Keeping the foodservice equipment marketplace up to date with the latest menu and concept trends.


A number of operators have shifted their business models to at least temporarily include meal kits and pantry items in an effort to increase revenue. This follows a trend that was in full bloom prior to the pandemic. By 2022, research firm Statistica expects the meal kit market to more than double, reaching $11.6 billion dollars. In the last half of 2018, 14.3 million households purchased meal kits, up from 3.8 million households in 2017.

Outfitting external bars requires planning with an eye toward the elements when selecting materials and equipment.

The brakes slammed business to a halt for many food trucks early on in the COVID-19 crisis as the types of business and social gatherings which drive traffic also came to a screeching stop. But in many states, food trucks, like other off-premises foodservice operations, have been deemed essential. They continue to serve customers (queued up 6 feet apart) and have stepped up to provide mobile foodservice solutions for healthcare and other frontline workers.

The impact of COVID-19 will result in significant declines in foodservice sales for 2020. While restaurant operators shift focus to exclusively off-premises service to help soften the blow, expect the overall sales decline to be deep and potentially unprecedented.

These upgraded food court-style formats provide operators with a low barrier to entry, which may be the saving grace of concepts in a post-pandemic foodservice environment, even if communal dining trends fade.

An attractive, well-functioning front of the house can serve as a major draw for customers.

Even a pandemic such as COVID-19 can’t completely take away emerging chains’ appetite for growth. Moving forward, though, these multiunit operators will continue to adjust their designs and equipment packages to deliver brand-defining experiences  for customers, whether they choose to dine on- or off-premises.

The speed, scope and ramifications of coronavirus-driven societal and industry changes are stunning. Unlike during the economic recession of 2008, when the fast-casual segment rose to prominence and QSRs upped their game as budget-conscious customers traded down, this global health pandemic leaves few seats for winners at the table.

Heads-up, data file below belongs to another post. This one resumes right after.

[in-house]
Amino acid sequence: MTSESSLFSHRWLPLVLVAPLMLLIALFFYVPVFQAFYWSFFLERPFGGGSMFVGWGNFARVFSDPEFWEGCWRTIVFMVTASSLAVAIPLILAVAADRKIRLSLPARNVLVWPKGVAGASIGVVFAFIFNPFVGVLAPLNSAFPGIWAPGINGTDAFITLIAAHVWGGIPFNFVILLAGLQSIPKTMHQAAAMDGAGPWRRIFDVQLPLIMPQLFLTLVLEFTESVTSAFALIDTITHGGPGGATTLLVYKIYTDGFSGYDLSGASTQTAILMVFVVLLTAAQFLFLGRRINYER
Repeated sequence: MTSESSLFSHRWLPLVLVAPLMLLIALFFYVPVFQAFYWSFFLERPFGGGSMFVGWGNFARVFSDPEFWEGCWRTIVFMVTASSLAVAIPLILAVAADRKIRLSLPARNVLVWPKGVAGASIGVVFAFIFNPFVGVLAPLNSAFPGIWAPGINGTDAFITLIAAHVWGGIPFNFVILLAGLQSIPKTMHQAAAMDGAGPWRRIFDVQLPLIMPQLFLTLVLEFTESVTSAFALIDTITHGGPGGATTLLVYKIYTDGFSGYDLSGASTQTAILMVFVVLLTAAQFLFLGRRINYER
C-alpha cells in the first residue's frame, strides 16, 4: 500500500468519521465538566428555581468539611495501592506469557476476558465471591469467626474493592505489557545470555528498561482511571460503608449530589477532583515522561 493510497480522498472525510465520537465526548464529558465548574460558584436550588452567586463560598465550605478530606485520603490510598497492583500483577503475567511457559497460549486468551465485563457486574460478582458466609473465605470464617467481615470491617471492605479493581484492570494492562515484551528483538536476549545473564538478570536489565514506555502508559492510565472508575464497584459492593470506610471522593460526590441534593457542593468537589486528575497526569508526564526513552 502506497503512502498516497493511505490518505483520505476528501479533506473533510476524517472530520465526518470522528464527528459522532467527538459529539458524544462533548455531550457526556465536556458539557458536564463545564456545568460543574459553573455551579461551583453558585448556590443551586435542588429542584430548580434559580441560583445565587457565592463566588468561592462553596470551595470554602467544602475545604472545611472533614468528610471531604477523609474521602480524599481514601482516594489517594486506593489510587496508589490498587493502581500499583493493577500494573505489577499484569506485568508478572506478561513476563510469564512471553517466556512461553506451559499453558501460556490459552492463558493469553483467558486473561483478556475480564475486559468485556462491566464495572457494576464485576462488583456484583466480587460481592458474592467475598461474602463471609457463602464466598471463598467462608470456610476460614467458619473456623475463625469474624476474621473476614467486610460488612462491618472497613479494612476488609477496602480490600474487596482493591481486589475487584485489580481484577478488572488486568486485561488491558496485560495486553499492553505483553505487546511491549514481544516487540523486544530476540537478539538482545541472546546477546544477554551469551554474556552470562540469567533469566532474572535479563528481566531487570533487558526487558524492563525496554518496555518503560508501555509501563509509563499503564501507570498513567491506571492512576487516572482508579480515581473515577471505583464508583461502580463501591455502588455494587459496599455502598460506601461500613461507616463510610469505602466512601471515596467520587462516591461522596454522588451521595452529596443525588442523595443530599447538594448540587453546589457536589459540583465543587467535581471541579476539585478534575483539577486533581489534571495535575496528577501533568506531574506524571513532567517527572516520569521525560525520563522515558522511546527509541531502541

With health and food safety on the forefront of consumers’ minds today, salad would seem a safe and smart bet. Yet, when it is available in a self-serve format, diners may now take pause.

Restaurant chains Beef 'O' Brady's and Taziki’s may operate in different industry segments but like a growing number of chains they have adapted their product mix for the time being to include groceries.

Restaurants may have cleaning and sanitation procedures and training in place, but to be effective, operators need to properly enforce these steps. Inspection reports made public by the Center for Science in the Public Interest as well as word of mouth via social media serve as big incentives to making sure staff follow the necessary steps to the letter.

Just as on the commercial side of the industry, K-12 foodservice operators have been forced to create new operating playbooks during the COVID-19 crisis. And just as for restaurant operators, the fluidity of the situation and persistent spread of the coronavirus demands flexibility and determination on the part of directors and their staffs to adjust and adapt.

Kathleen Held was promoted from chief marketing officer to chief executive officer for Cini•Little International, a Maryland-based foodservice consulting firm.

Last month’s Service Insights focused on how equipment misuse and abuse leads to avoidable service calls on the hot side.

Sushi concepts and inclusion on menus keep growing across the country, as the on-trend, healthful cuisine continues to gain widespread appeal.

Fire-roasted foods impart a unique, very distinctive flavor, which explains the popularity of this type of cooking. For example, fire roasting works well with vegetables, which helps expand the repertoire of vegetarian and vegan menus. This cooking method adds a depth of flavor that traditional roasting, baking or boiling cannot achieve, according to St. Charles, Ill.-based Global Food Forums.